Monday, January 5, 2009

Twilight Watch, Part 2: The Arrival


It's been more than a month since the last installment of Twilight Watch.  I still haven't seen the damn film.  It's starting to fade from the multiplexes and it's beginning to look as if I will have to wait for On Demand.  Sigh.

I think the best thing I can do is to just continue The List I've been working on for the past few months as that was the whole point, right?  Okay.  Here goes.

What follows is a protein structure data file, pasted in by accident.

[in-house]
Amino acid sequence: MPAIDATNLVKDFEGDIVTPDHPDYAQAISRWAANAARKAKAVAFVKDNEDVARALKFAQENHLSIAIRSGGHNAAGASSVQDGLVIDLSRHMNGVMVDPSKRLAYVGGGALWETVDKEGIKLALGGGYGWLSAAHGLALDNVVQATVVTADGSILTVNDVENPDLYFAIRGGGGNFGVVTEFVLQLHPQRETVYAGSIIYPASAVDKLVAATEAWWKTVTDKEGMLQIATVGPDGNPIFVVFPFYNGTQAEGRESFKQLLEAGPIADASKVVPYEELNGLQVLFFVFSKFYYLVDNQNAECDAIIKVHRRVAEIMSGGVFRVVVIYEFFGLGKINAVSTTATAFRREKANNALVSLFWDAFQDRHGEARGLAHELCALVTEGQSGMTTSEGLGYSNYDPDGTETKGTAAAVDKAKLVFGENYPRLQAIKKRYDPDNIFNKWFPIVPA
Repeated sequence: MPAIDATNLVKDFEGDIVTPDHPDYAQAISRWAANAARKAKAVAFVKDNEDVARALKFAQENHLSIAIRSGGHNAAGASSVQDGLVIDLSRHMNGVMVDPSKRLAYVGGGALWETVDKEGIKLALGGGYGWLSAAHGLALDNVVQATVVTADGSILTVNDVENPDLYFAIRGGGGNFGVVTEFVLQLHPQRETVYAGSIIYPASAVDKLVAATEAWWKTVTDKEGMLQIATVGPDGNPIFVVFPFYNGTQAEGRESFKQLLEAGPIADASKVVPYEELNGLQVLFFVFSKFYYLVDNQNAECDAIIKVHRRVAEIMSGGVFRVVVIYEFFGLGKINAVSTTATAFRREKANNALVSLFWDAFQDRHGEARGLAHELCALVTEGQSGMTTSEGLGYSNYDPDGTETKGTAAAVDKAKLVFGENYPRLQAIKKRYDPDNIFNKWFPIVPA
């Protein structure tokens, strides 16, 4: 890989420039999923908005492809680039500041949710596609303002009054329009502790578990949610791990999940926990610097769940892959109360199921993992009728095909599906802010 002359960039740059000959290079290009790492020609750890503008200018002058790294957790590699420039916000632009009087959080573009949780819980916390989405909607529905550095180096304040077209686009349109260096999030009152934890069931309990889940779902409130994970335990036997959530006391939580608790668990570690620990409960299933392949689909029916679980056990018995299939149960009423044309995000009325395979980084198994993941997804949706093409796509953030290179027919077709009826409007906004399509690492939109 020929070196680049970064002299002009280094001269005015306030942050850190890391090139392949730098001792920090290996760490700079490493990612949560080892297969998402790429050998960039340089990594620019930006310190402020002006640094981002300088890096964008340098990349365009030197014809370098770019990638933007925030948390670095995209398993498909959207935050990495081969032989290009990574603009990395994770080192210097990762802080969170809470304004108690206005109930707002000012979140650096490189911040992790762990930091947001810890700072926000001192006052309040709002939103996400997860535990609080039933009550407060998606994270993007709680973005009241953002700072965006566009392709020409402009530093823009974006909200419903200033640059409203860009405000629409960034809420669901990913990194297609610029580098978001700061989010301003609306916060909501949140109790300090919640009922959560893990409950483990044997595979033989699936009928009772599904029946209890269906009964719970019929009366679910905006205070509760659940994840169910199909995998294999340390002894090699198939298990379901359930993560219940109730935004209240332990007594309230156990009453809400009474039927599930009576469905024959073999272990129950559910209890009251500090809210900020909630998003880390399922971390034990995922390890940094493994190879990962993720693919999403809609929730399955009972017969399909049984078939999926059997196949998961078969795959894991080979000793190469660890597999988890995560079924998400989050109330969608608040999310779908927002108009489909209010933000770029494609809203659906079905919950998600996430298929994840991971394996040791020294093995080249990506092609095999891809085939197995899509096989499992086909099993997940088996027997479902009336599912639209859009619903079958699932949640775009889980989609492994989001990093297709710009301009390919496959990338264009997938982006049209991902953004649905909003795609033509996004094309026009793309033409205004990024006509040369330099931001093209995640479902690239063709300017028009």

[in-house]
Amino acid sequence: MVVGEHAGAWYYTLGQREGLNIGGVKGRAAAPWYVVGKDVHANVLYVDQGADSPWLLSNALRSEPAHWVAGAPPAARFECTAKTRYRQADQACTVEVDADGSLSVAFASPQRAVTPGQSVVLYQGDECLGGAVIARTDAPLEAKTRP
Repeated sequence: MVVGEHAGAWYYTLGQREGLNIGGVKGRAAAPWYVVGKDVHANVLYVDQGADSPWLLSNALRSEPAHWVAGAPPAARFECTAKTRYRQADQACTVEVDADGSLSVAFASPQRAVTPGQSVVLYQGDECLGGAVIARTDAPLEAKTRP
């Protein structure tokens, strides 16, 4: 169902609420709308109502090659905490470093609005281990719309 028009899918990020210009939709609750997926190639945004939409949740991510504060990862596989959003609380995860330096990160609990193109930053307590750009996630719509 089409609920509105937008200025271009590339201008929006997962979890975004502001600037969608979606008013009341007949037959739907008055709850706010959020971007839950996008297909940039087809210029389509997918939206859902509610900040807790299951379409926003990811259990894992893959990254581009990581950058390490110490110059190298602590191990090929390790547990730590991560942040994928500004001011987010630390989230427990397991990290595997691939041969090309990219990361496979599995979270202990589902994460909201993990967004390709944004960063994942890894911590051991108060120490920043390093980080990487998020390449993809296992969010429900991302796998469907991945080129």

Catherine Hardwicke: As far as I know, she is the only production designer turned major director in the history of American movies (as always, if I am wrong, please let me know in the comments). So far she seems to have avoided the cinematographer-turned-director disease of pretty, pretty films with story problems. I was super excited to see her first film, Thirteen. As anyone who reads this blog knows, I am completely obsessed with anything that has to do with teen girls. To say I enjoyed Thirteen in no way implies that it was any good. It's a melodramatic film, full of after school special clichés. Even though I was aware of all that when watching it, I still found it hard to shake. For all its silliness it feels right in how it's pitched emotionally. Sadly, the reality of teenage life is often more like bad television then good art. A few years ago I began listening to a lot of Britney Spears for a project I was working on, and I was amazed at how dramatic all her songs were, how emotionally raw and over the top. And then I got part of why she became such a huge star- her songs aren't any good, really, but they feel like being in high school.  While writing this I took a look at the reviews for Thirteen, and honestly they kind of weirded me out.  All of these middle aged men giving positive, serious reviews to this film about thirteen year olds having sex and wearing really hot clothes and lying to their parents, just made it seem really prurient.  Andrew Sarris wrote one of the few negative reviews, pointing out how creepy it was watching this film in the theater with a bunch of grownups.  Thirteen is the only film of Hardwicke's I've seen.  I really want to see The Nativity Story.  I have no idea how Hardwicke treats the subject matter, and I think I have a fantasy about single, teen, pregnant Mary of Nazareth deciding that telling a really elaborate lie about the messiah is a better plan than being stoned to death (I remember a TV miniseries about Jesus from the '70s that had a scene of Mary worrying about being stoned to death, it really stuck with me).  I have a feeling I will be disappointed, but that will be more my problem than the movie's.  The Lords of Dogtown is somewhere on my Netflix list.  LA skaters have never really interested me that much, but I've heard it's pretty good.  And now Twilight.  Sigh.  The worldwide take is nearly $280 million. It cost $37 million to make.  It's a monster hit.  I have to see it.